People who experienced the kraken’s destruction aftermath may begin to reflect on why it chose to appear before humans, despite having lived and belonging in the deepest parts of the ocean. Through investigation and biological research, it would be revealed that deep sea creatures are forced to seek food for survival due to humankind’s destruction of nature. In this case, the kraken has not only appeared for its survival, but at the behest of humans’ arrogance and ignorance.
The takeaway here is: what does it take to be a monster – in this case, is it the kraken, or humankind?
Character Design and Production
Chen: In the beginning, we asked each other, “what kind of animals do we like?”. Jin said she wanted to make a mantis-like creature, so we combined that with a lizard. A flying monkey came to mind, as it’s nimble and able to jump from tree branch to branch. After learning about the new 30-meter size requirement, we had a concept redesign. Deciding on a monster that differs from those in Pacific Rim, we were inspired by the amplification of small insects with multiple limbs. Figure 12 (most right above) is the first draft of our concept design, and I also drafted the original environment concept design (figure 11, second from right above) around the same time.
Chen: Based on the first character design draft, I fine-tuned and did the line draft, then handed it over to Jin for 3D production.
Jin: From there, I began to search for some 3D references according to our project workflow. Through the 3D modelling process, I determined the monster’s detailed characters and attack/defense functions.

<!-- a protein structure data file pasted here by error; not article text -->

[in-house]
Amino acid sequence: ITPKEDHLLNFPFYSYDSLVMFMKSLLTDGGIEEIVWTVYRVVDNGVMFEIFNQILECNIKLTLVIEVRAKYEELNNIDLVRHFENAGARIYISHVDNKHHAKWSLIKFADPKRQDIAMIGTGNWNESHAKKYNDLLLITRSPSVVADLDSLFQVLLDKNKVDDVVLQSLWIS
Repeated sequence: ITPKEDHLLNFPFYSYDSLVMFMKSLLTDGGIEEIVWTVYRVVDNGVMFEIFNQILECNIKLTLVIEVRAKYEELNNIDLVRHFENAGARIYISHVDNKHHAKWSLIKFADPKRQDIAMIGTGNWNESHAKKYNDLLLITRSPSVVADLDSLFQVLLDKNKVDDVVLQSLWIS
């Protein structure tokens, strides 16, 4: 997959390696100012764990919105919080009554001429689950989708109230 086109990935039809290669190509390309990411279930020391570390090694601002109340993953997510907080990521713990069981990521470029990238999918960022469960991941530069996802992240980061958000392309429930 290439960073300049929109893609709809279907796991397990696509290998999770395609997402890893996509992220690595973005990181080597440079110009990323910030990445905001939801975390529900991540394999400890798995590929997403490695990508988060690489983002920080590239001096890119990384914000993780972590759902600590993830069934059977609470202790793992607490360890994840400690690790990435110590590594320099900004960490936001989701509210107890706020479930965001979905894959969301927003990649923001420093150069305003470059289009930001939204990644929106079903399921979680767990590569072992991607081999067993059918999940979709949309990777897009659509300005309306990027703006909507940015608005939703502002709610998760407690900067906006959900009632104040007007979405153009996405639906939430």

Chen: Meanwhile, I created a color sketch to define tone of our concept. Some color and material reference pictures were also added to the background to help Jin get a better feel of the environment’s atmosphere.
Jin: My responsibilities on 3D work are mainly to complement and improve details in alignment with the established 2D framework and visual direction. Thanks to Chen’s clear material definition and color sketch, our 3D model production was smooth. Initially, we encountered some challenges with the lighting setting and light leakage of the model. That was overcome by the utilization of output light material and base color material, and produced as many layers as possible in Photoshop – this also provided Chen more room in adjusting for the most ideal effect in our final showcase piece.
Chen: I made some further structural changes to the monster, such as in its lower jaw and glowing dorsal fin. With some collated environment images as reference, I then utilized the layers provided by Jin to synthesize and create our final resulting piece.
Jin: At that stage, Chen was in control on producing the final effect, while keeping in mind our original intended concept design. While my part concluded by then, I supported him at the side excitedly in anticipation of our final piece!
“Congratulations to Chen and Jin for their winning entry! This was not just another showcase of their mastery in their respective disciplines, but also an exemplary partnership between concept and character artists to deliver such stunning results. And to all other participants, your efforts haven’t gone unnoticed as there were many great ideas – your creativity, passion, and team spirit is most evident. Well done, everyone!,” said Chan, Art Studio Director, Virtuos Chengdu.
”We look forward to organizing more of such competitions for our artists to flex their creative muscles, and realize their original visions beyond Virtuos’ proven craftsmanship in the industry.”
Congratulations again to Chen and Jin on their winning Monster Jam entry of ‘Reimagined Kraken’. At Virtuos, our passionate art production specialists are constantly breaking boundaries in imagination and quality. Whether it’s concept, 2D or 3D art, we ensure continuous training and improvements to the best tools and technology available in the industry.